Looking across the fields and along the roadways, watching everything turn green brings back such memories of my grandmother. The memories are recorded in my mind as fun, looking back now I am sure they were work for Granny. Each spring nearly everyday she would arm herself with the dishpan or water bucket, her old Old Hickory Butcher knife and head out to get the young tender “greens”. Dandelions, Fiddlehead or Ostrich Fern, Lamb’s Quarters or Wild Spinach, Nettle, Shepherd’s Purse, Crow’sFoot, Watercress, Collard, Turnip and Wild Mustard Greens were not safe from that butcher knife.
When her container was full it was off for a thorough washing, and washing and washing of the greens. Of course that was my favorite part (playing in water). The part, I did not enjoy was the cooking (I don’t like that smell to this day). Granny would do this for what seemed like every day for the entire spring. What wasn’t eaten was canned for winter food. Granny was ‘green’ before ‘green’ was cool.
Following is a couple of recipes for wild greens, I hope you enjoy them as much as she did.
Southern Style Collard Greens
2 pounds of collard greens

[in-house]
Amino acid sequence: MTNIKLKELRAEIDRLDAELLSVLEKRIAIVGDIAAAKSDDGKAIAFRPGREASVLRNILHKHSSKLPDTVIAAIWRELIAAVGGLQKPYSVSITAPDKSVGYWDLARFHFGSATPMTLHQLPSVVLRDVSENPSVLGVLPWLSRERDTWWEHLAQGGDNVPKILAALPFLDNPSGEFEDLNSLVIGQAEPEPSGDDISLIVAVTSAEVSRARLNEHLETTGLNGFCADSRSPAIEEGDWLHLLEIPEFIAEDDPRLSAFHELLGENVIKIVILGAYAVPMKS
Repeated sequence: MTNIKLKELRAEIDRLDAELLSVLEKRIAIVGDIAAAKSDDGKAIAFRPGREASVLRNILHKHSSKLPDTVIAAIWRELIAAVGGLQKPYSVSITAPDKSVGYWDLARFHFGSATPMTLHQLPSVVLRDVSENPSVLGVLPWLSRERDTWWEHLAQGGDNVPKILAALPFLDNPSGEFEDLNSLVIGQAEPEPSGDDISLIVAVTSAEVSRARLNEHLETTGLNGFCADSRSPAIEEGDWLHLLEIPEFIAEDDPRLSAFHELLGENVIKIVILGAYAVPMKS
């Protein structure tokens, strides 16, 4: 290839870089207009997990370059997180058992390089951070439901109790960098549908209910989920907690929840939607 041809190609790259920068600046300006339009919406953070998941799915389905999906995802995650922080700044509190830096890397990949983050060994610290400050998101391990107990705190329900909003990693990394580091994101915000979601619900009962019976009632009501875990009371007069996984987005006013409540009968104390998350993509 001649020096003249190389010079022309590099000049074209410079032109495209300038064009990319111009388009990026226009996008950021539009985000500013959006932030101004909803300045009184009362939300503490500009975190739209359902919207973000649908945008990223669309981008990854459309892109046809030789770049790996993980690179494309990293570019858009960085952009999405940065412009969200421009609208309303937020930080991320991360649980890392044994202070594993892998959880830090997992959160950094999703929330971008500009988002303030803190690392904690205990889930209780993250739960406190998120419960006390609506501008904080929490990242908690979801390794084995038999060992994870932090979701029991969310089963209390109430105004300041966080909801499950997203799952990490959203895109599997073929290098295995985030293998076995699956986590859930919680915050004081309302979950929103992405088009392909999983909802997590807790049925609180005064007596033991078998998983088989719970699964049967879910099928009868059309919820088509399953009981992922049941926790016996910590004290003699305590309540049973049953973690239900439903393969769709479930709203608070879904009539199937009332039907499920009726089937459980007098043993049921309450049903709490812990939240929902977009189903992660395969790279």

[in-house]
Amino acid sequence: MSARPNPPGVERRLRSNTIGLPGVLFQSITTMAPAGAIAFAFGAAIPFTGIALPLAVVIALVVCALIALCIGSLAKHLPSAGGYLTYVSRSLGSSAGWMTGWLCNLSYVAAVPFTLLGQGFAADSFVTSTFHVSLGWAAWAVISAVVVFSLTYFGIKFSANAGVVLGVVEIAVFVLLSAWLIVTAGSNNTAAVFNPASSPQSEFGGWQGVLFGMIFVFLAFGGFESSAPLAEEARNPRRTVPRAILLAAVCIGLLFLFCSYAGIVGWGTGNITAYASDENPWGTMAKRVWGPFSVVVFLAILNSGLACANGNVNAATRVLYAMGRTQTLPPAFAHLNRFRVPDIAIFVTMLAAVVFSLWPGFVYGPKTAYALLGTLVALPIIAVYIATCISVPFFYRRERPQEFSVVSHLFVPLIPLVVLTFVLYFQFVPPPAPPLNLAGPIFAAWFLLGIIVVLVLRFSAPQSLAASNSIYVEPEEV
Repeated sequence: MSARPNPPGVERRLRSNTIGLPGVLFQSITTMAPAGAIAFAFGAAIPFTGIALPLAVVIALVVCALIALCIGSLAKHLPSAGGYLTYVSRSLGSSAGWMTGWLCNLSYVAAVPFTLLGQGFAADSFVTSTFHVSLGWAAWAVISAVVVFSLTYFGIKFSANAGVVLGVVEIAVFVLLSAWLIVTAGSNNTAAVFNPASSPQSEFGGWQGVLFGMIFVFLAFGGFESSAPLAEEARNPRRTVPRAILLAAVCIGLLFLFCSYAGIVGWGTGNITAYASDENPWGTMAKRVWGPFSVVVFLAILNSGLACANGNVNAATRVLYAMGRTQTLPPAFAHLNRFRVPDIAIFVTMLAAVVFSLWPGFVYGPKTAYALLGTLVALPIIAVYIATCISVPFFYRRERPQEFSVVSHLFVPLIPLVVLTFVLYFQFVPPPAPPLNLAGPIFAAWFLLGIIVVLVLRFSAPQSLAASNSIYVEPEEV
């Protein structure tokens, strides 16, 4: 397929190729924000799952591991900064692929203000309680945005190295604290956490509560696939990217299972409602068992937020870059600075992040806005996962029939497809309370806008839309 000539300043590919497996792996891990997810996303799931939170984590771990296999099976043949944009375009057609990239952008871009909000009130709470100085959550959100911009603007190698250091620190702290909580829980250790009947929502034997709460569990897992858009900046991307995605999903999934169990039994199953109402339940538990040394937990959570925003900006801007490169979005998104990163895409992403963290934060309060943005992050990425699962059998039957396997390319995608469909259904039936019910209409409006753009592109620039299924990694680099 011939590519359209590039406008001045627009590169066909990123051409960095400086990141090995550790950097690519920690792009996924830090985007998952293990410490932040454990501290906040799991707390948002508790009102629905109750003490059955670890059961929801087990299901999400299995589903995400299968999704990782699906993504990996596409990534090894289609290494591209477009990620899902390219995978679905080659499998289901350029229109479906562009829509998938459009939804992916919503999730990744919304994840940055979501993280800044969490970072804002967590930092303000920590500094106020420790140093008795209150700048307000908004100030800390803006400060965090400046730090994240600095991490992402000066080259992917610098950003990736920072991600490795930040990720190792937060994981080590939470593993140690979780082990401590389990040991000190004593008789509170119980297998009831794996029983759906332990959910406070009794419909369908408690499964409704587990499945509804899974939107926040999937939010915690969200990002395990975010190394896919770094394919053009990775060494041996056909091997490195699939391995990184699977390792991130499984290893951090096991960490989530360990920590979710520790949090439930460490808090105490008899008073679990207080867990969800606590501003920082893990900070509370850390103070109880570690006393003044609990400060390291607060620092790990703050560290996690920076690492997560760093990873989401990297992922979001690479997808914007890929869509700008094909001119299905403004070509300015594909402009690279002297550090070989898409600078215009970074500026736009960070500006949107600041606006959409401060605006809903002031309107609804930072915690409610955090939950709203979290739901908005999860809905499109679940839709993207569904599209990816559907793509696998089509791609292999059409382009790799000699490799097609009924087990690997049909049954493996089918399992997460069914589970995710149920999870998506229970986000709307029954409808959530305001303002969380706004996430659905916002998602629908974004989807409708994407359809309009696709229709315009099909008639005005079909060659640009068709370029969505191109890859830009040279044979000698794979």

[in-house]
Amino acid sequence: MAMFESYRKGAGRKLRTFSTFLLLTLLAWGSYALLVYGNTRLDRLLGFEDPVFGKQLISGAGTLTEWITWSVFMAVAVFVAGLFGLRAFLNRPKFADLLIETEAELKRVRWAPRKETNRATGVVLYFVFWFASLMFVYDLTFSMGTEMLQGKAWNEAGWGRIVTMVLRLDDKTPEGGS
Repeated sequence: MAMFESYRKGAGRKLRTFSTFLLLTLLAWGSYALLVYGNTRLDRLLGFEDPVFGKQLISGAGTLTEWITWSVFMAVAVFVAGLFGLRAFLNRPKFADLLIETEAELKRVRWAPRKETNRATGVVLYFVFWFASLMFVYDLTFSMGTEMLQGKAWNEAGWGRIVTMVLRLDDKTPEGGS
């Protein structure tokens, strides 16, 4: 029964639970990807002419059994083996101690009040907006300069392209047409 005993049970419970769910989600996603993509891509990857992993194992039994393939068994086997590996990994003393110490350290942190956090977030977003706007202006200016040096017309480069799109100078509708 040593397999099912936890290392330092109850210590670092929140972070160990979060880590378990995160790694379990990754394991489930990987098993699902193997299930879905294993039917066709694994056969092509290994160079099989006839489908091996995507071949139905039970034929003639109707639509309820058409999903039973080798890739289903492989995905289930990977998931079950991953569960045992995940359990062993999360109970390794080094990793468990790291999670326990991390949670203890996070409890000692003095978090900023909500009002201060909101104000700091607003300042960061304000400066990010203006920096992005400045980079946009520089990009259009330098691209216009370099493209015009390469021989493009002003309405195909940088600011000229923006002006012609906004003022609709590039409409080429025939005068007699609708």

1 ham hock or 6 slices of cooked bacon
1 medium onion, sliced or chopped
1 teaspoon of crushed red pepper
2 to 3 teaspoons salt
Clean and wash greens well; remove tough stems and ribs. Cut up and place in a deep pot; along with the onion. Wash ham hock and add to the pot. Add red pepper and salt. Add enough water to cover greens and cook until tender, about 1 hour. Taste and adjust seasonings. Granny would serve this with sliced tomato and corn bread.
Quick and Easy Greens
10 to 12 slices bacon, diced
1 cup chopped onion
about 1 pound mustard greens
diced cooked ham, optional
1 teaspoon , seasoned salt, or salt, or to taste
dash red pepper, optional
dash black pepper, to taste
1 to 2 tablespoons butte
Cook bacon until almost crisp; add onion and sauté until onion is tender and bacon is crisp.
Put chopped mustard greens (dandaloin or any other greens or a mixture) in pot, cover with water. Bring to a boil, reduce heat to medium-low, and simmer for about 20 to 30 minutes. Add bacon and onion, along with ham, if using. Toss with seasonings and butter to taste.